American Airlines Boeing 737 MAX jets sit parked at a facility in Tulsa, Oklahoma, U.S., May 10, 2019.
The jets were grounded worldwide more than a year and a half ago after the two crashes — Lion Air Flight 610 in October 2018 and Ethiopian Airlines Flight 302 in March 2019. All 346 people on board the flights were killed.
Following repeated setbacks, the Federal Aviation Administration is at the tail-end of its recertification process for the jets though it has not signed off on the planes officially.
“The FAA continues to follow a thorough process, not a prescribed timeline, for returning the aircraft to service,” it said in a statement.
Boeing has made several changes to the planes’ software including making a flight-control system that pilots struggled against in both crashes less aggressive.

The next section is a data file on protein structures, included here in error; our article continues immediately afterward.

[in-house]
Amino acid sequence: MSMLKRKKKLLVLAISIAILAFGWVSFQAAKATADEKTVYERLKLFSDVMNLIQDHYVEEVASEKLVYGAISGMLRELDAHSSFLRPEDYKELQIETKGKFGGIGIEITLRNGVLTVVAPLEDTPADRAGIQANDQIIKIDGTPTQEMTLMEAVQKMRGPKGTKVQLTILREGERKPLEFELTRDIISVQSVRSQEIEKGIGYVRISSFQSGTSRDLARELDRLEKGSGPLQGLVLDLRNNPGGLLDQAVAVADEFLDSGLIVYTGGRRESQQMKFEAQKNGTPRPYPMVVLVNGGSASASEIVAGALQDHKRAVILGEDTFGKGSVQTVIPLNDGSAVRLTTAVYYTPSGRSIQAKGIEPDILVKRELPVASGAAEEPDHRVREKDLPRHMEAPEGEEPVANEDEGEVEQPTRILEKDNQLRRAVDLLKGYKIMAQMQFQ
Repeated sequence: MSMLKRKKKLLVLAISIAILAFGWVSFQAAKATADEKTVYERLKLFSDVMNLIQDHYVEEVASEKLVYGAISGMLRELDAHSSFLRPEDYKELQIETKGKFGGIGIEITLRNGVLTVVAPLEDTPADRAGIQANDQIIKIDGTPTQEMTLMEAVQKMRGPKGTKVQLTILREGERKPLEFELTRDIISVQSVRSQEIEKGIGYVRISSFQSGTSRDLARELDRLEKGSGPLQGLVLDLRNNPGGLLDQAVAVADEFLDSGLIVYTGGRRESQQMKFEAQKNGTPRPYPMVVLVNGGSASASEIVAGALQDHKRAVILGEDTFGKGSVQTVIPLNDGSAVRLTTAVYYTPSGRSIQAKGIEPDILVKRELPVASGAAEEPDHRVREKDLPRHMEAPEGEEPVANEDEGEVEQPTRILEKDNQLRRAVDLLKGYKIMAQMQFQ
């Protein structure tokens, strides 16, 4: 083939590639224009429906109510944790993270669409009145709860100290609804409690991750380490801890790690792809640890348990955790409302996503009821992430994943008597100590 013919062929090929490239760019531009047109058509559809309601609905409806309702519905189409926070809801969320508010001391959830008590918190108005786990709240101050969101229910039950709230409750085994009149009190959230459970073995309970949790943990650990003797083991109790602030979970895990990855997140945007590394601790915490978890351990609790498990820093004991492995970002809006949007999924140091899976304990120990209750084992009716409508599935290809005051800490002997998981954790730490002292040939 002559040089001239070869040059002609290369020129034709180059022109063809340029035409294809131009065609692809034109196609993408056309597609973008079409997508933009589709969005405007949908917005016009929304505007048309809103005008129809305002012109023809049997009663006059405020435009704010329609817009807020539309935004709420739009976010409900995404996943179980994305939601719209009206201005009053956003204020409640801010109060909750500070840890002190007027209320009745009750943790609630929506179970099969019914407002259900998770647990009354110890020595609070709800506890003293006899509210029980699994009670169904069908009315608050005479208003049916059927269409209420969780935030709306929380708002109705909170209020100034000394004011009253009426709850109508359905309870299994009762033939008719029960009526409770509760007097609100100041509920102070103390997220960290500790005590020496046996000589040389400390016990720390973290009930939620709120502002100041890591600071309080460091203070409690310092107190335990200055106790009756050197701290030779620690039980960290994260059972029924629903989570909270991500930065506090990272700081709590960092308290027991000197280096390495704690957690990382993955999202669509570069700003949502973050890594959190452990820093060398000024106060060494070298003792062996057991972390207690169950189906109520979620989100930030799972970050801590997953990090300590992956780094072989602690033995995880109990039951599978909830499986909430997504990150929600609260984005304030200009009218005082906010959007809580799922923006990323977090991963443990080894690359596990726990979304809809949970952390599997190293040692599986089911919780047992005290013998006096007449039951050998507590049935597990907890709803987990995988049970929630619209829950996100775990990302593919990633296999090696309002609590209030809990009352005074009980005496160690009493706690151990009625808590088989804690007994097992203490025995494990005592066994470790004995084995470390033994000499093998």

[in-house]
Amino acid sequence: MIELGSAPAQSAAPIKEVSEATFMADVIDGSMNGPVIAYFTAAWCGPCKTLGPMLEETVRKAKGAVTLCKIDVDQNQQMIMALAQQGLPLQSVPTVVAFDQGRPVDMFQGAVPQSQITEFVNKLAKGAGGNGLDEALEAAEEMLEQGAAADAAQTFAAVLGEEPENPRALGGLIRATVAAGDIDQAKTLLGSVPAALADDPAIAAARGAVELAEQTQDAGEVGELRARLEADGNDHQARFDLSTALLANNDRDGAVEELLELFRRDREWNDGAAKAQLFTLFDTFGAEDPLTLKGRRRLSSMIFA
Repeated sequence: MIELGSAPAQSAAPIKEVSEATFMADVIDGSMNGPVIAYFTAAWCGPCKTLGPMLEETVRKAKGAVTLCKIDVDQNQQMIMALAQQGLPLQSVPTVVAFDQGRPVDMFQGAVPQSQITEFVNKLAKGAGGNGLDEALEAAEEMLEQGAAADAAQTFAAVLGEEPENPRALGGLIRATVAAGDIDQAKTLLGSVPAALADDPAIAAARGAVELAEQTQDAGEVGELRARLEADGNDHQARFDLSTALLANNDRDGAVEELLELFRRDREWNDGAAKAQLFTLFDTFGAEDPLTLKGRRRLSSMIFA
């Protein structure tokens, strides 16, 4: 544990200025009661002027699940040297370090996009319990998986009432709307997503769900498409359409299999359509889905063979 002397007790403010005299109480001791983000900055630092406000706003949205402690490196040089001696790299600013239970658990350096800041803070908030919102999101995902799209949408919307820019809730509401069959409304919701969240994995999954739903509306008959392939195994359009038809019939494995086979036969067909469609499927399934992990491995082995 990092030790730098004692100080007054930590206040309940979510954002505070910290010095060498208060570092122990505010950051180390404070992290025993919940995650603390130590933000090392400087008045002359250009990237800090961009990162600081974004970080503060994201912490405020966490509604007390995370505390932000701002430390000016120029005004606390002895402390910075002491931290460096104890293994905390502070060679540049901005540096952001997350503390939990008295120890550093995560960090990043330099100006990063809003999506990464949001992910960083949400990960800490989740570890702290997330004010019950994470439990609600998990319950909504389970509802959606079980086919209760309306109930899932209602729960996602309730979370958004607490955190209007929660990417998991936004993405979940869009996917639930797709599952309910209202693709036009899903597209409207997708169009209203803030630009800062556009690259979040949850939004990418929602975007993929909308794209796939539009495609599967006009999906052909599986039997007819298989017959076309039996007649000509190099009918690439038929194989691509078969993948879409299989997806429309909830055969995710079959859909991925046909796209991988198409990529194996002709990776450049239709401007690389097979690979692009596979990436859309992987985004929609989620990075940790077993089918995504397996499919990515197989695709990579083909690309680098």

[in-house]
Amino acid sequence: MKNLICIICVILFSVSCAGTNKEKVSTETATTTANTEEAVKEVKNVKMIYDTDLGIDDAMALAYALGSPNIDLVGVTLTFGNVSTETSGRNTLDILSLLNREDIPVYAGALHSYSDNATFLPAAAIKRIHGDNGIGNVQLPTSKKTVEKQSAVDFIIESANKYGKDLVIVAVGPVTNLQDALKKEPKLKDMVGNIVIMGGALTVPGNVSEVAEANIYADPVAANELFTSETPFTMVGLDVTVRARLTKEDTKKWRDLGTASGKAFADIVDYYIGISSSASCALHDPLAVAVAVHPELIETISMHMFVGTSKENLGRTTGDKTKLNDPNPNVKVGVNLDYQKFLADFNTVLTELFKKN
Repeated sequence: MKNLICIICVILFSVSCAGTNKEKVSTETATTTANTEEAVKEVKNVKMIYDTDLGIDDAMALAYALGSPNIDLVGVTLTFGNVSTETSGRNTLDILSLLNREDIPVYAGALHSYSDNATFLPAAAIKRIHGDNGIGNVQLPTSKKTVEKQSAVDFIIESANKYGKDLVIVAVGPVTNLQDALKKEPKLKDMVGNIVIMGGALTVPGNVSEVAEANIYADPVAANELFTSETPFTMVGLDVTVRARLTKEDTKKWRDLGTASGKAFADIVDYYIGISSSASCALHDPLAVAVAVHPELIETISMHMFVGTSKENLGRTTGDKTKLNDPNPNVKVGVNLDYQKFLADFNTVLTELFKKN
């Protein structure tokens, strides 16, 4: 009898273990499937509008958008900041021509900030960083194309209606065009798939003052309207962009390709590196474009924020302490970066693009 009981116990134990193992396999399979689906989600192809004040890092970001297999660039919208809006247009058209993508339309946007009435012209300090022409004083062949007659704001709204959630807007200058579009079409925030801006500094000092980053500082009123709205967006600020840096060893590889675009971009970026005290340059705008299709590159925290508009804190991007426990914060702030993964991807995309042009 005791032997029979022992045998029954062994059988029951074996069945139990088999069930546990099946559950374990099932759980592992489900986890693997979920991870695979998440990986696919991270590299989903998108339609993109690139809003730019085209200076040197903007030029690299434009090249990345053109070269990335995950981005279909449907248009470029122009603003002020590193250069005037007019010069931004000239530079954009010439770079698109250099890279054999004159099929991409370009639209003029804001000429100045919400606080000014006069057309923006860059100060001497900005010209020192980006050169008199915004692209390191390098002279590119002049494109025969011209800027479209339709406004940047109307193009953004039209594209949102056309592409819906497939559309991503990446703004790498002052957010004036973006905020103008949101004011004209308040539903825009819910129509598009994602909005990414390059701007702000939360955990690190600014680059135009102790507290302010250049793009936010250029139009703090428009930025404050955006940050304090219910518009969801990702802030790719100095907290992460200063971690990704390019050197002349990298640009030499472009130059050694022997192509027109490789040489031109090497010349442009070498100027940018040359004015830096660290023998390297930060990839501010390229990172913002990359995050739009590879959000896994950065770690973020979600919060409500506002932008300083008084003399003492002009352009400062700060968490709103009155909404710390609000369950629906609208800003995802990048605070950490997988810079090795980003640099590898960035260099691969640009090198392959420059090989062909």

“We are seeing that finish line approach us and I think it’s a real finish line,” David Seymour, American Airlines’ chief operating officer, told employees in a town hall meeting last week, which was reviewed by CNBC.
The Fort Worth-based airline is planning to start flights with employees after Thanksgiving, estimating the FAA will lift the flight ban in mid-November, Seymour said. An American Airlines spokesman said the company’s plans are tentative, based on the FAA’s decision.
American last week said it scheduled what it expects will be the first 737 Max flights since the jet’s grounding for some flights between New York’s LaGuardia Airport and its Miami hub starting Dec. 29 through Jan. 4.
American is planning offer some customers a chance after Thanksgiving to see the